A widow electing to take against her husband's will claimed to be entitled to have her one-third share of decedent's net personal estate computed without deduction of federal estate taxes, on the theory that Congress in allowing the marital deduction intended that a widow's share qualifying for such deduction should be free of the impact of the federal estate tax. The state had no statute providing for apportionment of federal estate taxes. Held: Congress did not intend, by allowing the marital deduction, to change the rule that state law is determinative of the impact of the federal estate tax. Since apportionment of federal estate taxes is a matter of policy for the state legislature, a widow electing to take against the will is not entitled to have her one-third share of decedent's net personal estate computed without deduction of federal estate taxes where the state has no apportionment statute. In re Uihlein's Will, 264 Wis. 362, 59 N.W. (2d) 641 (1953).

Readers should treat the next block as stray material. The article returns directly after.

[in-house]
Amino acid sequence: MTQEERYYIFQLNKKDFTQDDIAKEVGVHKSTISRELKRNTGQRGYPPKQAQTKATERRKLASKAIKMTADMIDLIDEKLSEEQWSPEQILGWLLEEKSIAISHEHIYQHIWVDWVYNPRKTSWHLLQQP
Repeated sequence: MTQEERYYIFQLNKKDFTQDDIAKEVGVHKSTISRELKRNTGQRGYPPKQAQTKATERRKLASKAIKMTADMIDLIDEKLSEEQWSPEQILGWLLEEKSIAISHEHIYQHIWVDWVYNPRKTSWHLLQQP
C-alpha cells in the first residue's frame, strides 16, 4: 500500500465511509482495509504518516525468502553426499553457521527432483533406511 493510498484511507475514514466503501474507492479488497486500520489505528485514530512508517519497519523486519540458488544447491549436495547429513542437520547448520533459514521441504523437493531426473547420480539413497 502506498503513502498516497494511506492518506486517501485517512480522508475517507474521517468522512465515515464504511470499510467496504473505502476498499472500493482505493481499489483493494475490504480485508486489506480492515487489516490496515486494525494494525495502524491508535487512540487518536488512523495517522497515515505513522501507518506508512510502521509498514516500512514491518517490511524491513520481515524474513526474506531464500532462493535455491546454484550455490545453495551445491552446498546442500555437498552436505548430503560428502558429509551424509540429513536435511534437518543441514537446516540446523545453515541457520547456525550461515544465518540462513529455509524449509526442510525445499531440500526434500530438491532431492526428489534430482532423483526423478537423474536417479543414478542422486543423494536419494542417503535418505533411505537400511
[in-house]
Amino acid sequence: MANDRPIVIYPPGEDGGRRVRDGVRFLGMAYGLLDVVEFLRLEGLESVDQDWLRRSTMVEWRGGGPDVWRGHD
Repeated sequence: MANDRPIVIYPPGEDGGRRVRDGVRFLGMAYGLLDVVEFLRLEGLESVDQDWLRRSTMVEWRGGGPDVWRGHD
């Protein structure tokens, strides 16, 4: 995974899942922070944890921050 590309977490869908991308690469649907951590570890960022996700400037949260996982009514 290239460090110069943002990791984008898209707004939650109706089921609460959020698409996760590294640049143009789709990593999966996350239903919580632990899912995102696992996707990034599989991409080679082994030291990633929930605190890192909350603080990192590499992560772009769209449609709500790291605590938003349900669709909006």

TAXATION-FEDERAL ESTATE TAX-RELEVANCE OF MARITAL DEDUCTION TO COMPUTATION OF WIDOW'S DISTRIBUTIVE SHARE OF HUSBAND'S ESTATE WHERE SHE ELECTS TO TAKE AGAINST WILL,
Mich. L. Rev.
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